said, that he had heard with extreme astonishment the statement of the hon. Member. The Resolution moved by the hon. Member implied that the House had considered this case; but the House had just as much considered it as the hon. Member appeared to have done, who had not given the shadow of a reason to support such an extraordinary resolution. The defence for the conduct of Lord Goderich which he had to offer was, that he could not act by the existing law otherwise than he had done in this instance. This reverend gentleman came to this country on a leave of absence for six months in the autumn a 1830. According to the existing law, the Bishop of Barbadoes, who had granted this leave, could not give a leave of absence for a longer period than six months, and any extension of that leave could be obtained only by an application to the Colonial Office. Yet, though this gentleman came home in September, 1830, he gave no notice to the Colonial Office of his being in this country until January, 1832, which was more than twelve months after his leave of absence had expired, when he first applied for permission to change his living for one in this country. It was impossible for the Colonial Secretary to comply with such an application, for the Colonial Secretary had no benefices in his disposal except in the colonies. Taking twelve months additional beyond the period of his leave of absence amounted in fact to a resignation of his office, and if any other person but a clergyman was concerned, it would most assuredly be looked upon in that light. This gentleman first applied for an exchange for a living in this country, which was repeatedly refused. His next application was on account of ill-health, but it was not particular or temporary ill-health, and that application was also necessarily refused. He then applied for an additional leave of absence, and at the very same moment that that application reached him (Lord Howick), came a letter from the Solicitor for the periodical publication, against which an action for libel had been brought, applying for permission for the reverend gentleman to remain some additional time in this country. It was not unreasonable under such circumstances, to conclude that there was some collusion between the parties. He had, therefore, written an answer stating, that provided the parties who required Mr. Curtin's evidence, paid his salary during his continuance in this country he might continue, but they declined doing this. He had also written to Mr. Curtin informing him that the grounds which he had stated for a further extension of leave were not sufficient, and that, therefore, he must prepare to return. He again had received on the 13th of February, a letter from Mr. Foss, urging additional leave of absence, on the same ground that he had previously stated. In reply to this, a letter was written, stating, that, by the provisions of an Act of Parliament, the evidence of Mr. Curtin might be taken by interrogatories before the trial; and if this was produced in a Court of Justice, it would be equivalent to his vivâ voce evidence. A number of other communications passed between Mr. Curtin and the Colonial Office, in which he continued to urge leave of absence on some ground or another, until at last Lord Goderich wrote to him to say, that, if he intended to retain his living, he must return without delay, as it was impossible to allow a longer leave of absence. The hon. Gentleman said, that Mr. Curtin was treated in a cruel manner; but he forgot that it was in the power of the Bishop to have filled up Mr. Curtin's living on his not returning to his duties. Again, on the 4th of April, Mr. Curtin wrote to ask for a passage out in a King's ship. The answer returned was, that it was the invariable custom for public officers to go out at their own expense. The Colonial Office might, perhaps, be mistaken, but from the way in which these applications were made, and from the manner in which the excuses were given, there certainly was some reason to suspect that they were only excuses given for this gentleman's neglect of the usual mode of obtaining extended leave of absence.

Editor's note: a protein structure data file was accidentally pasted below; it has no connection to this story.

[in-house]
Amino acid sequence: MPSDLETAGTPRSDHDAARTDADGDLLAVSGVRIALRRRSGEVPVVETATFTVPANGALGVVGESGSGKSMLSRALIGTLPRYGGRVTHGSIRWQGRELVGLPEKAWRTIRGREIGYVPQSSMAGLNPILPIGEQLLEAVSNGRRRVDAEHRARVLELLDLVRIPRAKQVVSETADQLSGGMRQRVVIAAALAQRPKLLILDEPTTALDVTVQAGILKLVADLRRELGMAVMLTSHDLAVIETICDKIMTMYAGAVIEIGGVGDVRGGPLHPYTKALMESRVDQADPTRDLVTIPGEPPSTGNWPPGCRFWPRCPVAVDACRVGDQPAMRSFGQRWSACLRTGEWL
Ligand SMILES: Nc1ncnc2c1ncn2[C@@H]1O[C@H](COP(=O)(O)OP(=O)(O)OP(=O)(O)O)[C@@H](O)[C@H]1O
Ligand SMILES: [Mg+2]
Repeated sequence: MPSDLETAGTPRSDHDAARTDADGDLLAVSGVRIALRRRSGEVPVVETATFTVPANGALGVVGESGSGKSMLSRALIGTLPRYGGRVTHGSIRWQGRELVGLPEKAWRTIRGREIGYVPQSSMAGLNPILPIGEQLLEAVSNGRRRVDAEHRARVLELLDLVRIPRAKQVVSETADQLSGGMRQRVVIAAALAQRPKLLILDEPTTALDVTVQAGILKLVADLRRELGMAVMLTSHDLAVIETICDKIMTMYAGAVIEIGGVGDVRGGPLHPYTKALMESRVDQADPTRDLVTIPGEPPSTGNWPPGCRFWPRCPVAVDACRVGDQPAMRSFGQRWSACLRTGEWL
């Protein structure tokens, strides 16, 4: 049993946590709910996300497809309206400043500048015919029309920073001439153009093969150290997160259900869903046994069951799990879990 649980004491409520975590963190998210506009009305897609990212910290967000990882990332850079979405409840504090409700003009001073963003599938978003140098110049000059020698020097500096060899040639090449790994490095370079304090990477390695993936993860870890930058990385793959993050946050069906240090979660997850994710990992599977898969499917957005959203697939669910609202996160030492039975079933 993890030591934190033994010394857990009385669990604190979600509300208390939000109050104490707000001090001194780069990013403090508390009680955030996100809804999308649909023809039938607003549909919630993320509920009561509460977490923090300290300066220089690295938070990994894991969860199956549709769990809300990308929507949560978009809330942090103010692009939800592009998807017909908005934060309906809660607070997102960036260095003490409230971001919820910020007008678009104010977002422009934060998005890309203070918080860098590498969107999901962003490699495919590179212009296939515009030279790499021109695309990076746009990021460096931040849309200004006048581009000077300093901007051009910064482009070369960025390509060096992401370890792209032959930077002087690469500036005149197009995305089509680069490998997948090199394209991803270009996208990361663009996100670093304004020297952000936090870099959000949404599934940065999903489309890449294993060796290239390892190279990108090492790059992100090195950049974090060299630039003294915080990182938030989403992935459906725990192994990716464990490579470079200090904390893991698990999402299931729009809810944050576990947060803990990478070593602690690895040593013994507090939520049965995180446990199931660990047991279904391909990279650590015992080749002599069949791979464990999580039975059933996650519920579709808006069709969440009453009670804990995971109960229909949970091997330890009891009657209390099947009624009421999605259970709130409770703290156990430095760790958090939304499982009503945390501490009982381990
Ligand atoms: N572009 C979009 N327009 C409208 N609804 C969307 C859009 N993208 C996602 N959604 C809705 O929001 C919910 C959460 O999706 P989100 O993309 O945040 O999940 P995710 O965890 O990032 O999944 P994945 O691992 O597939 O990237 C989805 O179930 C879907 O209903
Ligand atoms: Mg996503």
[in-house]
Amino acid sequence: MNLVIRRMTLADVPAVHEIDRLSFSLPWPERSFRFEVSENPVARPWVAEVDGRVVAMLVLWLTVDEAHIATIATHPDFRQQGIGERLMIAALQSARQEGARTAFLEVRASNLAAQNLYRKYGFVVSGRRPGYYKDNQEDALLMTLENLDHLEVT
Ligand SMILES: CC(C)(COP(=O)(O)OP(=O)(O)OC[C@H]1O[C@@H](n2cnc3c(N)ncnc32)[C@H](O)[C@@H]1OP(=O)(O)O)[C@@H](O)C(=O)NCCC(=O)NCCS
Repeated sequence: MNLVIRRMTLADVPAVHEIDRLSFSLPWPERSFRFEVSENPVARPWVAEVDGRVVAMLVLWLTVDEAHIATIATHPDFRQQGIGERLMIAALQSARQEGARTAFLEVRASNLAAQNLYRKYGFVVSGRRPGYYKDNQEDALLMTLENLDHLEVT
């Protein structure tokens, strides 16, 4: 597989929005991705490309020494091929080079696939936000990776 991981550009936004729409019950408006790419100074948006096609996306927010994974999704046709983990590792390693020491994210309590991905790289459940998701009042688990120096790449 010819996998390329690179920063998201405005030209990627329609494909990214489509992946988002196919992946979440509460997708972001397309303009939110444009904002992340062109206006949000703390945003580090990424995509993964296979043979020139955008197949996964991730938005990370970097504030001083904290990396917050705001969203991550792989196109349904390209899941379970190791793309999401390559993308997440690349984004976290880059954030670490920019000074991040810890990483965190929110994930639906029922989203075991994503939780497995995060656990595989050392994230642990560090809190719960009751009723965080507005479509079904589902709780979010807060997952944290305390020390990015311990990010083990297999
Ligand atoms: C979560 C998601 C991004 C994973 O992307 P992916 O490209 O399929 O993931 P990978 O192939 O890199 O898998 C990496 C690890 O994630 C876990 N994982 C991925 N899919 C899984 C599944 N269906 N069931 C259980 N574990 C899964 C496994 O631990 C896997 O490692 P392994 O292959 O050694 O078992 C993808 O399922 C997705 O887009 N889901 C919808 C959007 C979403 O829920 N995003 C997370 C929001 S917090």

Mr. Patrick M. Stewart

thought the hon. member for Hertford had made out a very strong case. From what he knew of the circumstances he must contend that there had been no collusion whatever between the party charged with a libel in the magazine and Mr. Curtin, for Mr. Curtin's evidence was of the utmost importance in the case—indeed it would be sufficient to rebut the charge. It happened that the reverend Gentleman was the person who had baptized the woman referred to in the article in question, and could, therefore, give the best evidence on the subject. For the sake of justice, he hoped that the leave of absence of the reverend gentleman would be extended in the manner required. He had been hardly dealt with already, and Government, he thought, ought to grant this request.